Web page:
AKRON, Ohio (WJW) – Officers involved in the fatal shooting of Jayland Walker on June 27th are in the process of individually being questioned by investigators with the Ohio Bureau of Criminal Investigation.
The City of Akron has previously revealed that eight officers were directly involved in the shooting during which dozens of rounds were fired at Walker as he fled from police.
The incident began as an Akron officer attempted to stop Walker for a traffic violation during which Walker did not stop.
The officer reported a shot was fired from Walker’s car during the pursuit.
When it ended, body-worn cameras from the eight officers and five others who were at the scene but did not fire their weapons show Walker exiting his still-moving car from the passenger side wearing a ski mask.
The city says the officers reported Walker made a threatening move before they discharged their weapons.
The Summit County Medical Examiner’s office reports Walker had at least 60 wounds, although they still have not calculated how many of the wounds are entrance and how many are exit wounds.
The president of the Akron police union says all the officers are fully cooperating with the BCI investigation.
Each of them is represented by their own individual attorney to avoid the suspicion that they are consulting with one another to match their stories.
Akron Police Chief Steve Mylett on Sunday said all the officers involved were immediately separated at the scene and each gave the same explanation for their decision to use deadly force.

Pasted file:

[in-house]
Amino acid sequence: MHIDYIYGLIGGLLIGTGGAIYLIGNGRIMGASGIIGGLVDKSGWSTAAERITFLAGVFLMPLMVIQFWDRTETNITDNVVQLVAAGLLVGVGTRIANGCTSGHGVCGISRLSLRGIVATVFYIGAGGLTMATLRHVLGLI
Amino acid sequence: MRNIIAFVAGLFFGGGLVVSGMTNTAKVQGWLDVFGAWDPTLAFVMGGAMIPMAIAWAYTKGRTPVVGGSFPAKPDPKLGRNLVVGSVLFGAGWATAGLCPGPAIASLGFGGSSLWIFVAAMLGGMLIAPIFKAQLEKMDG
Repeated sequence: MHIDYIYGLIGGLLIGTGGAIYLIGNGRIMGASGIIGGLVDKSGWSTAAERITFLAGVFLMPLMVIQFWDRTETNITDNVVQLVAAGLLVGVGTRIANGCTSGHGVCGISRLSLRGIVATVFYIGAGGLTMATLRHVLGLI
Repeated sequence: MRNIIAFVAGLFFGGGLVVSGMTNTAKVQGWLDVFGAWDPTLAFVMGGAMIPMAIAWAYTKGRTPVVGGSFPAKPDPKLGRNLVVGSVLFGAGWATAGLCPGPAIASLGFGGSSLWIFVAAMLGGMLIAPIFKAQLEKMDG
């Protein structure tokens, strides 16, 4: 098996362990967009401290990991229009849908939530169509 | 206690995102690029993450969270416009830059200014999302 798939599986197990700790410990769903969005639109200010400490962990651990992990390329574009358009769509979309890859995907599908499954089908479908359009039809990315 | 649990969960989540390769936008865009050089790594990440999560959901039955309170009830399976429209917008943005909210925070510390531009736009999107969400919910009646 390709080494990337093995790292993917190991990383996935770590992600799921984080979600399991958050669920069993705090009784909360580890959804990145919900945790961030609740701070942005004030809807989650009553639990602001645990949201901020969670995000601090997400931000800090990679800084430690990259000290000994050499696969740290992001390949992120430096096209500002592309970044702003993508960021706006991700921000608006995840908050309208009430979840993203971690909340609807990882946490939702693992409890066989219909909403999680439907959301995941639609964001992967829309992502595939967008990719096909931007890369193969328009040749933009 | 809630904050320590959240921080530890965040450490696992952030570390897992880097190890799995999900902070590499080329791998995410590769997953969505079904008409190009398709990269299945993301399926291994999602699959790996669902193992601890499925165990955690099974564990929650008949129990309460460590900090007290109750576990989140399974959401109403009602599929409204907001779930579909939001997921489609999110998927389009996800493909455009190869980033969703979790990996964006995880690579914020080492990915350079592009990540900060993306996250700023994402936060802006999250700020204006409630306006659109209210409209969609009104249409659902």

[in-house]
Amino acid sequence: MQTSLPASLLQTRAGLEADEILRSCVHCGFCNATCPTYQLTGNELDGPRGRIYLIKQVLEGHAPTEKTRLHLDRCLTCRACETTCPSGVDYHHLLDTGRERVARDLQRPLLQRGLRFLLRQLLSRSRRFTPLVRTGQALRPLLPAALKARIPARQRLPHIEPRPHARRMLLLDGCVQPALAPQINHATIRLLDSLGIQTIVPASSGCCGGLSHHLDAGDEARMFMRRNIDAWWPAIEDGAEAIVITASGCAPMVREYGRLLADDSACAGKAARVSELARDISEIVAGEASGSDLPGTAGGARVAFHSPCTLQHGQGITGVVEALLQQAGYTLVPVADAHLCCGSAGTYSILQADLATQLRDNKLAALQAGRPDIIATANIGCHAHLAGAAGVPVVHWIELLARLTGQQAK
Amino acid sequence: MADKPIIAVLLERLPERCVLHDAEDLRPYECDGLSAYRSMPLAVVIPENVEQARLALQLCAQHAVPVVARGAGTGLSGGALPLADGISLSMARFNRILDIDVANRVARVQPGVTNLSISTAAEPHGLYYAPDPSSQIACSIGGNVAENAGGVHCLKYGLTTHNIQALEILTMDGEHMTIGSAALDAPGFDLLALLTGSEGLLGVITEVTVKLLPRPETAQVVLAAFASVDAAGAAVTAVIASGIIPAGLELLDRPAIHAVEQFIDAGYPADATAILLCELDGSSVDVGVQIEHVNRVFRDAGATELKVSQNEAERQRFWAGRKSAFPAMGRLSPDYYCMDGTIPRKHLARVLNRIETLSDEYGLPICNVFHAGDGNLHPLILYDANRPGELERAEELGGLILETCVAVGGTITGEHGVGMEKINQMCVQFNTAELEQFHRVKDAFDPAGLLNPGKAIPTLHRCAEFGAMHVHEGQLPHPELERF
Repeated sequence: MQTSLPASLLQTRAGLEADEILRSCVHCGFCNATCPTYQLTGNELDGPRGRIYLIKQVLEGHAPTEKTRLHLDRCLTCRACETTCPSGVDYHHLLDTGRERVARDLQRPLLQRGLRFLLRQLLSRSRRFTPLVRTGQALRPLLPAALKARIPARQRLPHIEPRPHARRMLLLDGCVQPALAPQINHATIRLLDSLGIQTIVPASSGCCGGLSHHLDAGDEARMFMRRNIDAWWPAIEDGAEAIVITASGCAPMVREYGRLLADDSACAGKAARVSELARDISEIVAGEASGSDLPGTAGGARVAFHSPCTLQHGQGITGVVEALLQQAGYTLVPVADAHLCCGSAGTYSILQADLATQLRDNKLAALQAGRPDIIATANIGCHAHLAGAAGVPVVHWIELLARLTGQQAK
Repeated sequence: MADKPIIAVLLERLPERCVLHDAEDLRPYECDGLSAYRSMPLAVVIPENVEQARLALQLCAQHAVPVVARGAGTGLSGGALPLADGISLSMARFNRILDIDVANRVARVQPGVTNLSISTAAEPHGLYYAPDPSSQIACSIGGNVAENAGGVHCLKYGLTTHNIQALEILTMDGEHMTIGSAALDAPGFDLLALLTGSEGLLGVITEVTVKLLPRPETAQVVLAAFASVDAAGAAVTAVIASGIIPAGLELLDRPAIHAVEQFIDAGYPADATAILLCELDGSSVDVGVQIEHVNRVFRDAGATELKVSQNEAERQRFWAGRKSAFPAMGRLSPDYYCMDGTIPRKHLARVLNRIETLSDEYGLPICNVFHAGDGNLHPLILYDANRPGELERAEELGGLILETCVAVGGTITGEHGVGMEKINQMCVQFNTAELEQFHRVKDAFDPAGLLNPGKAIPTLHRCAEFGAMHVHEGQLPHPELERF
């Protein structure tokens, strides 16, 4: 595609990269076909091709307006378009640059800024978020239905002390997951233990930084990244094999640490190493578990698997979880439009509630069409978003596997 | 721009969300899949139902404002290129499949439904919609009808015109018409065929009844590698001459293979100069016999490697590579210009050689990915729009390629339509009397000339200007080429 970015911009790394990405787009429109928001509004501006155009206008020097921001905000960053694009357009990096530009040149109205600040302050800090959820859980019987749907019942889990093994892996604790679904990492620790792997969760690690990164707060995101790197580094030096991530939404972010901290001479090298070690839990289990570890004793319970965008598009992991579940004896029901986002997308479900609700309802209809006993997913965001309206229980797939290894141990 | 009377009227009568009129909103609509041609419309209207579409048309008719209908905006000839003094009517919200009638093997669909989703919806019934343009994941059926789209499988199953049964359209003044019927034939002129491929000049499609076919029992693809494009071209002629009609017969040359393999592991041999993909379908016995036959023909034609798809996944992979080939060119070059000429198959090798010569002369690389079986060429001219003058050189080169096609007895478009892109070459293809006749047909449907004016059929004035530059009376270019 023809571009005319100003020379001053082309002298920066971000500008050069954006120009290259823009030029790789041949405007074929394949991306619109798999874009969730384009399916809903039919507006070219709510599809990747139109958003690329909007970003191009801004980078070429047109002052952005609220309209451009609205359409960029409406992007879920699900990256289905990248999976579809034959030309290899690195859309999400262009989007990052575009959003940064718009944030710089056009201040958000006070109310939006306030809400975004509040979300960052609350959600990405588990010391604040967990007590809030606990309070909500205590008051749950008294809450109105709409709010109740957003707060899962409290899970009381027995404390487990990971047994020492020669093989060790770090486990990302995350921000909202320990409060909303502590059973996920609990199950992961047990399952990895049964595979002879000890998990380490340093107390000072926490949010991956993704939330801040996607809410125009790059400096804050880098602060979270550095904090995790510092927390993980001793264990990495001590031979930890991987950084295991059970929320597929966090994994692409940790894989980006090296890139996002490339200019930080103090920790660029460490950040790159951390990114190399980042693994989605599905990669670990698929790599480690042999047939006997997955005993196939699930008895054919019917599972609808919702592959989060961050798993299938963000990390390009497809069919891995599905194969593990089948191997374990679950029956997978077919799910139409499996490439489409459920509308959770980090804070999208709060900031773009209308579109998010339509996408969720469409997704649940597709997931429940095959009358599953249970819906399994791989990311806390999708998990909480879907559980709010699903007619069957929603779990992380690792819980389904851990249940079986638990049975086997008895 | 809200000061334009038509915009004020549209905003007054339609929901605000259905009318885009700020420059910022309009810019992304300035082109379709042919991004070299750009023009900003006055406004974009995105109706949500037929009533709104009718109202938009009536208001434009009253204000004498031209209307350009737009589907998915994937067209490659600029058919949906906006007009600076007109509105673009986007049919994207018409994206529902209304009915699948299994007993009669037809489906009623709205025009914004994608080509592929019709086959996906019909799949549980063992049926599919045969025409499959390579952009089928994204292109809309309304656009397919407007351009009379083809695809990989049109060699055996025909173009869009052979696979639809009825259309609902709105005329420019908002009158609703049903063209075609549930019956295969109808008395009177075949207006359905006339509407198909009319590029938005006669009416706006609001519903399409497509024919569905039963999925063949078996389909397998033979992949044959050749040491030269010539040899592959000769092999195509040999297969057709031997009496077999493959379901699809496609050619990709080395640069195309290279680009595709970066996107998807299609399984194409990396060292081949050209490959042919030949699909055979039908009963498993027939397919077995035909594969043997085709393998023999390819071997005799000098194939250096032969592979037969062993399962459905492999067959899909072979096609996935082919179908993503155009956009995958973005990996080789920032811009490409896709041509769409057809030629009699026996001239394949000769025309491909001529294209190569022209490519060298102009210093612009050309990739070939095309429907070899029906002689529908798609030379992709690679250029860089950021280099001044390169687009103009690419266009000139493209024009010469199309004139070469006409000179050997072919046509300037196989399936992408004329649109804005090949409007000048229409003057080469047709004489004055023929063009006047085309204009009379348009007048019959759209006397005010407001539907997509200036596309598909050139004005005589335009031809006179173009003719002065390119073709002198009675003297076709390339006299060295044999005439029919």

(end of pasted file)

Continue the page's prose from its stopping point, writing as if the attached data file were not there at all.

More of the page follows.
“Each officer, independent of each other related that they felt Mr. Walker had turned and was motioning and moving into a firing position,” said Mylett.
The city has also revealed that each of the officers involved is young. Most have only been on the job for two-and-a-half years. One of them has only been with the department for a year-and-a-half.
None of the officers has any disciplinary measures, substantiated complaints or previous fatal shootings on their previous record.
With the BCI as an independent investigative body, this is the first time any Akron officers involved in a use of deadly force incident have had to answer to BCI investigators.
The city is also separately investigating internally with its office of professional standards and accountability and the police department’s internal affairs unit.
“They have got to be ready to explain why they did what they did, they need to be able to articulate what specific threats they were facing and that goes for every round that goes down the barrel of their gun and they need to be held to account,” said Mylett on Sunday.